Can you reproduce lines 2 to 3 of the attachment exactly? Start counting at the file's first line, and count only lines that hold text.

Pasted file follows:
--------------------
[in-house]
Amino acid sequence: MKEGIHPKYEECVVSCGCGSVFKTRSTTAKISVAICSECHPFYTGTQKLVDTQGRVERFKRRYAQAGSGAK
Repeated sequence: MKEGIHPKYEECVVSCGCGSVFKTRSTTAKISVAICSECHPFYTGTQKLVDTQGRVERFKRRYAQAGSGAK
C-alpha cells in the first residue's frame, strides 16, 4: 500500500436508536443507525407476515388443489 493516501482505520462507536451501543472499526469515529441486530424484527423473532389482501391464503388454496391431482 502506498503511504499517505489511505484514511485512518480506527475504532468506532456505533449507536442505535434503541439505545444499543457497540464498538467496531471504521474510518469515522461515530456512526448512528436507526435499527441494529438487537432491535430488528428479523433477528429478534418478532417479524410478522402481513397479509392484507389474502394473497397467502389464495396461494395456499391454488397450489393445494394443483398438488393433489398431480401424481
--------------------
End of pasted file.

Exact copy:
Amino acid sequence: MKEGIHPKYEECVVSCGCGSVFKTRSTTAKISVAICSECHPFYTGTQKLVDTQGRVERFKRRYAQAGSGAK
Repeated sequence: MKEGIHPKYEECVVSCGCGSVFKTRSTTAKISVAICSECHPFYTGTQKLVDTQGRVERFKRRYAQAGSGAK